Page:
Objective: Metastasis of renal cell carcinoma to nonthyroid head and neck region is rare. Survival benefit for complete metastasectomy of more common renal cell foci has been reported in the literature. It is uncertain whether metastasectomy in nonthyroid head and neck region would provide a similar benefit. Data Sources: We conducted a retrospective review of all renal cell metastases to the head and neck region treated in the past 15 years at an academic hospital, and a systematic review of all relevant reports with survival data in the literature between 1960 and 2016. Review Methods: An analysis of pooled data was performed to estimate overall survival. Results: Six cases from our institution and 260 independent cases reported in the literature were included in the survival analyses (n = 266). The median follow-up time was 12 months (range 0–180 months). The overall median survival was 36 months (95% confidence interval [CI] 23.7–48.3). The median survival for those who underwent complete metastasectomy in the head and neck was significantly higher at 60 months (95% CI 41.1–78.9) than those who had incomplete or no metastasectomy (12 months, 95% CI 9.5–14.5). Multivariable Cox proportional hazards model estimated that, after controlling for potential confounders, complete metastasectomy remained associated with reduced risk of death (hazard ratio 0.44, 95% CI 0.29–0.69). Conclusion: Complete metastasectomy was associated with 4-year longer median overall survival than incomplete metastasectomy or no metastasectomy. Laryngoscope, 128:889–895, 2018.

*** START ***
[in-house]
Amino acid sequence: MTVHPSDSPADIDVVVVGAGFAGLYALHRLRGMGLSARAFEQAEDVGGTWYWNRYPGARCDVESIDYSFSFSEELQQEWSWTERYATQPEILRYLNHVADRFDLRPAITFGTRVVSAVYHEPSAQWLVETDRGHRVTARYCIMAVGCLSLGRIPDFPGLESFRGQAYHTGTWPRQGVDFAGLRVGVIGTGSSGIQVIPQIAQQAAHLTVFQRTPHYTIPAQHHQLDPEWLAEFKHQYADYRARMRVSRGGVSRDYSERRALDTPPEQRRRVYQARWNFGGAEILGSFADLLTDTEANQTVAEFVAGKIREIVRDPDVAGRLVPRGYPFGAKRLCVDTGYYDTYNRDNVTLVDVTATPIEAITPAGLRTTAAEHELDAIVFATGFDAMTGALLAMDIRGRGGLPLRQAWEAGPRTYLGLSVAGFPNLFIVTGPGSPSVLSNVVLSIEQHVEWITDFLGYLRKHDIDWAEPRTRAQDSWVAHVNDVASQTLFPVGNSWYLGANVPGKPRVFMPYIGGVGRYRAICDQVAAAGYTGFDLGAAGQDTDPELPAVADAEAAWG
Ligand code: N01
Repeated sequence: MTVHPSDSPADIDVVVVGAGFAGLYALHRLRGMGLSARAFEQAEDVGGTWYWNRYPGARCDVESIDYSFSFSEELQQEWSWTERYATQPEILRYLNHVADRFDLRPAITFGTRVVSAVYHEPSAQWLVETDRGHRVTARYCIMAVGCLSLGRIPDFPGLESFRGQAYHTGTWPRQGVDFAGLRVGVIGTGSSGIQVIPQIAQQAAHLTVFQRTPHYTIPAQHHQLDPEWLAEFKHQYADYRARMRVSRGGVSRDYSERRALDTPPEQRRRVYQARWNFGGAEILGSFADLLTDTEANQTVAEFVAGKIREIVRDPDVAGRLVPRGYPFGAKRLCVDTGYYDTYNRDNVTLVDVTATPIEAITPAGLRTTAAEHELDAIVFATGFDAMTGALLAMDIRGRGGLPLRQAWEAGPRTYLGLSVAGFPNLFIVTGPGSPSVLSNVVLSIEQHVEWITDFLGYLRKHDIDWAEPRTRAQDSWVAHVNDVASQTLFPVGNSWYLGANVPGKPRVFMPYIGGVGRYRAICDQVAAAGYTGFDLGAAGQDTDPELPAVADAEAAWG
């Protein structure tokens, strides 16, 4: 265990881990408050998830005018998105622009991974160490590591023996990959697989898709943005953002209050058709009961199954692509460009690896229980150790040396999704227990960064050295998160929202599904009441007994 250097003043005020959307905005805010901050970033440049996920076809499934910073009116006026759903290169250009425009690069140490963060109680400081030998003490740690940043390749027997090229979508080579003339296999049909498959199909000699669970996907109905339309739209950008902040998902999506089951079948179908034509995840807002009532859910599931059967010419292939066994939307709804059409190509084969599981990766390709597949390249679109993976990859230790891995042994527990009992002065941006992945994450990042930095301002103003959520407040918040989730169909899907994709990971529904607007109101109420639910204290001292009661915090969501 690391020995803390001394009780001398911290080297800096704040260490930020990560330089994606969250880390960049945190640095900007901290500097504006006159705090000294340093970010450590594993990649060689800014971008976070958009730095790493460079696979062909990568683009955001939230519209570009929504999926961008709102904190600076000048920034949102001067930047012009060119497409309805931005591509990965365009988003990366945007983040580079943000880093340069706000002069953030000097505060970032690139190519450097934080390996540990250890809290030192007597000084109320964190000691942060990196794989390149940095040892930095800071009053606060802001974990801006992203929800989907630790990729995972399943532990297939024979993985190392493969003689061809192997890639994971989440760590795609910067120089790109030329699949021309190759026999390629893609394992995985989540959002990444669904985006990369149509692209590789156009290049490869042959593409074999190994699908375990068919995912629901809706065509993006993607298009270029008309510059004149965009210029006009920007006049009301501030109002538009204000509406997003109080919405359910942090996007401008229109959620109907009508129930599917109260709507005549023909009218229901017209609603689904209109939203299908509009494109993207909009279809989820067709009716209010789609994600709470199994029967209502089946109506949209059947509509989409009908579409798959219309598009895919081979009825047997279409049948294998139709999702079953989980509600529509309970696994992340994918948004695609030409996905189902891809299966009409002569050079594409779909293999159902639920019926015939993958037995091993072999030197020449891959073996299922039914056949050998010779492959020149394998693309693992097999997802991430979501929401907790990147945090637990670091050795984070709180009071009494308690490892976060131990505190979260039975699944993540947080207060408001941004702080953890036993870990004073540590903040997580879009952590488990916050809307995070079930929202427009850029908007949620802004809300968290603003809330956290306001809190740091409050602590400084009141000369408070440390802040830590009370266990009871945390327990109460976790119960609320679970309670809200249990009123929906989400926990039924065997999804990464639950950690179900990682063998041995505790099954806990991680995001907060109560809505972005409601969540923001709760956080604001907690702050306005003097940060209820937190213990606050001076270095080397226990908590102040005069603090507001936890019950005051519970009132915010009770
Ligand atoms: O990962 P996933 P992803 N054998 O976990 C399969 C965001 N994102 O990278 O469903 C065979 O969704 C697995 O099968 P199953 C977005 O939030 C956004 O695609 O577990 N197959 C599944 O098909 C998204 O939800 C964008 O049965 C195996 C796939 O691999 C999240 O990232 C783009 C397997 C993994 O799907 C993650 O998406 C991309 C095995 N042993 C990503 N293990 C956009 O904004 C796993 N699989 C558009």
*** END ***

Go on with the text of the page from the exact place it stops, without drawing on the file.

- Renal cell carcinoma
- head and neck